Proove that two Fermat numbers always are relatively prime. I have the lead that F_m | (F_n - 2) for m

Mathematics
- anonymous

Proove that two Fermat numbers always are relatively prime. I have the lead that F_m | (F_n - 2) for m

Mathematics
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- schrodinger

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- anonymous

@myininaya

- anonymous

I've tried to understand the solution here: https://www.artofproblemsolving.com/Wiki/index.php/Fermat_number but don't really understand it.

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## More answers

- myininaya

Hey, so from that link the only thing I don't understand so far is why all of that shows that they are relatively prime. I do understand everything else though....
So still thinking as to why it shows they are....

- anonymous

I thinks it has to do with the fact that every Fermat number is odd so can not be divided by two and hence the only gcd is 1

- myininaya

Yeah. lol. I think you are right.

- anonymous

Woho! :)

- anonymous

But who do they get the recursion formula from \[F _{n}=2^{2^{n}}+1\]

- myininaya

The induction part confuses you?

- myininaya

\[F_0=2^{2^0}+1=2^1+1=2+1=3 \]
\[F_1=2^{2^1}+1=2^2+1=4+1=5=3+2 \]
\[F_2=2^{2^2}+1=2^4+1=16+1=17=15+2 =3(5)+2=F_0 \cdot F_1 +2 \]

- anonymous

Wonderful!

- anonymous

So when one have the recursion formula \[F _{n+1}=F _{0}*F _{1}*F _{2}*...*F _{n}+2\]
The solution is to show that the recursion formula is correct using induction, right?

- myininaya

Yes :)

- myininaya

They are proving it :)
Proving that will prove gcd(Fm,Fn)=1

- myininaya

If you need help with the algebra, I can do that.
Right now, I'm multitasking though...so I will help slowly.

- anonymous

So there are two things I don't understand the first is:\[F _{k+1}=2^{2^{k+1}}+1\]
\[=\left( \left( 2^{2^{k}} \right)^{2} +2*2^{2^{k}}+1 \right) - 2*2^{2^{k}}\]

- anonymous

The second thing is \[\gcd(F _{m},F _{n})=\gcd(F _{m},2)\]

- myininaya

\[=2^{2^{k+1}}+1=2^{2^k2^1}+1=2^{2^k 2}+1=(2^{2^k})^2+1\]

- myininaya

They added in a zero.

- anonymous

Why did the add the zero for?

- myininaya

\[=(2^{2^k}+1)^2+1-2 \cdot 2^{2^k} \]
So they can write that one part as Fk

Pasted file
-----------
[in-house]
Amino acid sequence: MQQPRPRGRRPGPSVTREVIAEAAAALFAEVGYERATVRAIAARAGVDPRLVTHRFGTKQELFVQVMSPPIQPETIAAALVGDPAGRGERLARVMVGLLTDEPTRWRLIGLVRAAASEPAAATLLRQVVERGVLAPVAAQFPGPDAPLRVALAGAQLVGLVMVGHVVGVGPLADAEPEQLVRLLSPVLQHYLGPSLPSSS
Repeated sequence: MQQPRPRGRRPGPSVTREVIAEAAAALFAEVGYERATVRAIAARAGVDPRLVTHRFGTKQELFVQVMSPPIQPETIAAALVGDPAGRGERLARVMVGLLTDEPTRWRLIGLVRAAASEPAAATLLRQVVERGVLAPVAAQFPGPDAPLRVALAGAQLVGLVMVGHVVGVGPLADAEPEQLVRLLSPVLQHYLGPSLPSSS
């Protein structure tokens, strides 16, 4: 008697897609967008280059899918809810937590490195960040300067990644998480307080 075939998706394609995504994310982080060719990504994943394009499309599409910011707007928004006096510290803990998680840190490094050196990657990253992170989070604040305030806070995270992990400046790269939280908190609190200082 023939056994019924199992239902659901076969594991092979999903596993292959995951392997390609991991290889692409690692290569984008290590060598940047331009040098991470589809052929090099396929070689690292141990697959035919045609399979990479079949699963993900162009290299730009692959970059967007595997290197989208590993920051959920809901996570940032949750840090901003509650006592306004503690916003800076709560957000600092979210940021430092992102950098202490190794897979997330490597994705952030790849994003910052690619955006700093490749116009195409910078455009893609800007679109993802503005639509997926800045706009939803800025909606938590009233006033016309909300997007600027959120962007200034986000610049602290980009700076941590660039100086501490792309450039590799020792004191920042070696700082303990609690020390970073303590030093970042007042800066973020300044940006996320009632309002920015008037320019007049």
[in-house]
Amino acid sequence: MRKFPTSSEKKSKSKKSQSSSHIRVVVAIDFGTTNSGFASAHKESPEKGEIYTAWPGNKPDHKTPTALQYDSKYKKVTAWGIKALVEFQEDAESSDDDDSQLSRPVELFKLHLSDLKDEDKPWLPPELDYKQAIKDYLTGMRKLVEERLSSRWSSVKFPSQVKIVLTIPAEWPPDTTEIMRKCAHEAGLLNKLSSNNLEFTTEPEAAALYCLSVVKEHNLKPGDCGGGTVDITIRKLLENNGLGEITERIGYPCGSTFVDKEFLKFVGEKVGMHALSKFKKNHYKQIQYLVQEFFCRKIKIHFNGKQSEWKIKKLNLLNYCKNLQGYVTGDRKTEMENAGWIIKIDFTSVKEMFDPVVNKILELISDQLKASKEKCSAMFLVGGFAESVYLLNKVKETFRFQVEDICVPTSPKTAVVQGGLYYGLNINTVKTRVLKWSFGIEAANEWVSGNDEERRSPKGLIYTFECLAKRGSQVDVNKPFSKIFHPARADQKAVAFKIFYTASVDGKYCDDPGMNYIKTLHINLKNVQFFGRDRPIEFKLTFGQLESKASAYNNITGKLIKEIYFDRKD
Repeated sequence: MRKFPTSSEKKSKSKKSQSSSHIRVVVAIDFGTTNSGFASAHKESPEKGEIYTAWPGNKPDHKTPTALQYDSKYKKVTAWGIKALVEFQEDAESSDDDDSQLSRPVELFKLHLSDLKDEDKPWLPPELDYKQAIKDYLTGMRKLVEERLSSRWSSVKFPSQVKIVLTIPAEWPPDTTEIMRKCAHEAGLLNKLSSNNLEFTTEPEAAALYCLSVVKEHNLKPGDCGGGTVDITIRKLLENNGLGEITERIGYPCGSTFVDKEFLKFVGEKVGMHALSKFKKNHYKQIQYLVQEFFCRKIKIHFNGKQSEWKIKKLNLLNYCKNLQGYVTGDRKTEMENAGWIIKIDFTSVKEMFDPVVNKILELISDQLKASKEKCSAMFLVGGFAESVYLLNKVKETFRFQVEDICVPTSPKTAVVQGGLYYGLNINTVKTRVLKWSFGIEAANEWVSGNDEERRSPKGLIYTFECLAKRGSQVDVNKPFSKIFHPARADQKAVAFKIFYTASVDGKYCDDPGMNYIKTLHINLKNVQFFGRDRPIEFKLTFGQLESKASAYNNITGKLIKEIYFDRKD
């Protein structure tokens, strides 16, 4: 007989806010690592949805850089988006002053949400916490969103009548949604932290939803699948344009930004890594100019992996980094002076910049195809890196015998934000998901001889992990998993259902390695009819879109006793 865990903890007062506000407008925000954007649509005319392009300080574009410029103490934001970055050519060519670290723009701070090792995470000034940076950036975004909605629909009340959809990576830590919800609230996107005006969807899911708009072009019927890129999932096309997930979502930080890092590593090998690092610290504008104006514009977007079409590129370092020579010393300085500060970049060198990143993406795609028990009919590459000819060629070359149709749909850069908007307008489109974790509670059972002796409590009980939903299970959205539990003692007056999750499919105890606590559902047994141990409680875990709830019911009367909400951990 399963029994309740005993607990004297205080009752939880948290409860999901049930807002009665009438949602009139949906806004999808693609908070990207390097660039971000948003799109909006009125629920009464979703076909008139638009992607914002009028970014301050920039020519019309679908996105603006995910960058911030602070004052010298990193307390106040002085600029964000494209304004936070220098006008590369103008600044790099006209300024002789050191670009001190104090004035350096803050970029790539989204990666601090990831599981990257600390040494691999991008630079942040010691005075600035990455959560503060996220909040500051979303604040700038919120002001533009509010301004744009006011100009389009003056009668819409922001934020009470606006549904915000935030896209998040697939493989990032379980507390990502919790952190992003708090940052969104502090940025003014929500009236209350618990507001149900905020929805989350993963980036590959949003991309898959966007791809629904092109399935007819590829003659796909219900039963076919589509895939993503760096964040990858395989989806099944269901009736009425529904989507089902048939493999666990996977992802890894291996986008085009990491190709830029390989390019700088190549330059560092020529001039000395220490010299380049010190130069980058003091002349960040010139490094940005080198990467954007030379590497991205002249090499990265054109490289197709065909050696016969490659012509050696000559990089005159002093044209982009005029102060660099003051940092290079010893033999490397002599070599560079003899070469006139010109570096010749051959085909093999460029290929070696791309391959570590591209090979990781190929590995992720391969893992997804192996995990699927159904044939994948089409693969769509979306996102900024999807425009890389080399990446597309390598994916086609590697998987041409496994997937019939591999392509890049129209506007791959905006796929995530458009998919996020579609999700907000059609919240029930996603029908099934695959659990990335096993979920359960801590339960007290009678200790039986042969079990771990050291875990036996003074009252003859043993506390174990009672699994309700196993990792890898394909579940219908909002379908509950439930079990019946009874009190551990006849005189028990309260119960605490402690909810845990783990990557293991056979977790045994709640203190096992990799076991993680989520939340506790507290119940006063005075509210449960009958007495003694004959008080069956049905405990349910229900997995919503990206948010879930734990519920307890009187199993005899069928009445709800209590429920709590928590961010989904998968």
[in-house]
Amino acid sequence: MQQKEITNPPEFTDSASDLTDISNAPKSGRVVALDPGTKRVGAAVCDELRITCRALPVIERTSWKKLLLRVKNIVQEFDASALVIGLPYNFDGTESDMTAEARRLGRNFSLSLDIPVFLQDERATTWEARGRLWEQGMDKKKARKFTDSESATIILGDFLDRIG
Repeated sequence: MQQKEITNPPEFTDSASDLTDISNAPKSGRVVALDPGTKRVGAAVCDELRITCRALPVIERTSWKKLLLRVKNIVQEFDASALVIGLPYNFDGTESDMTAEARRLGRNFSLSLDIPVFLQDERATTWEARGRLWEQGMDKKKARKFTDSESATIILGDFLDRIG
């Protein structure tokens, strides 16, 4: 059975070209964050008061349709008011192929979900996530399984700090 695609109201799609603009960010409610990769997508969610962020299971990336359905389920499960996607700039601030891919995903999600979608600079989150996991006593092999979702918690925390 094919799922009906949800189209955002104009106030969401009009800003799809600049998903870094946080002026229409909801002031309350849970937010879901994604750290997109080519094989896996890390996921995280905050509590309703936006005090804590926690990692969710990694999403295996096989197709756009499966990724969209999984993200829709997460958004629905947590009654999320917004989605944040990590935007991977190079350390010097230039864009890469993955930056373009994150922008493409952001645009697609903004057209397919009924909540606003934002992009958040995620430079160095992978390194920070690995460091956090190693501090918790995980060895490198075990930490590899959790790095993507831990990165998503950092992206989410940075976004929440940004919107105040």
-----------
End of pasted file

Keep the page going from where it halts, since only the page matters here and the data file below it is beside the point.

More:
- myininaya

or F_0F_1F_2...F_(K-1)+2

- myininaya

They were setting up for the induction part

- myininaya

\[=(2^{2^k}+1)(2^{2^k}+1)-2^{2^k}\]
Ignore that 1oops

- myininaya

the one in expression i wrote before this one

- myininaya

We are trying to show F_0F_1....F_k+2

- anonymous

Ok I think I get the whole induction proof now.

- anonymous

So seeing that \[F _{k+1}=F _{0}*F _{1}...*F _{k-1}*F _{k}+2\]
How do I know that \[GCD(F _{m},F _{n})=GCD(F _{m},2)\]

- myininaya

Please ask any questions if you have them. I like this proof.

- anonymous

* given that m

- myininaya

Well gcd(odd,2)=1 since odd aren't divisible by 2

- anonymous

Sorry formulated it bad, I mean how do I know that gcd F_n is 2 ?

- myininaya

no Fn is not equal to 2

- anonymous

* F_n is replaces by two *

- anonymous

So where does the replacement of F_n to 2 come from?

- myininaya

gcd(Fm,Fn)
=
gcd(Fm,F0F1...F(n-1)+2)
What about this?

- anonymous

Sorry don't understand, Isn't that equal to f_(n+1)?

- anonymous

Has it to do with the initial lead F_m | (F_n - 2) ?

- myininaya

Well F_(n+1) equals
F0F1....Fn+2
----
Anyways,
Fm|(Fn-2)
=>for some integer k we have k*Fm=Fn-2
=> k*Fm+2=Fn
So gcd(Fm,Fn)
= gcd(Fm, k*Fm+2)
Let gcd(Fm, k*Fm+2)=d
=> for some integers a and b we have
aFm+b(k*Fm+2)=d
Fm(a+bk)+2b=d
But a+bk and b are just integers
We know gcd(Fm,2)=1 since Fm is odd and isn't divisible by 2.
This implies for some integers s and t we have sFm+2t=1
where s above is a+bk and t is b from above.
Did this make it more confusing?

- myininaya

Implies d=1

- anonymous

Not at all, that made perfect sense actually

- anonymous

Will have to put it all together and solve it 2-3 times just to make sure it stays in my brain but you're given me the broad understanding, can't thank you enough!

- myininaya

I try.

- anonymous

Thank you for your patience, have a great evening!

- myininaya

You too. :)

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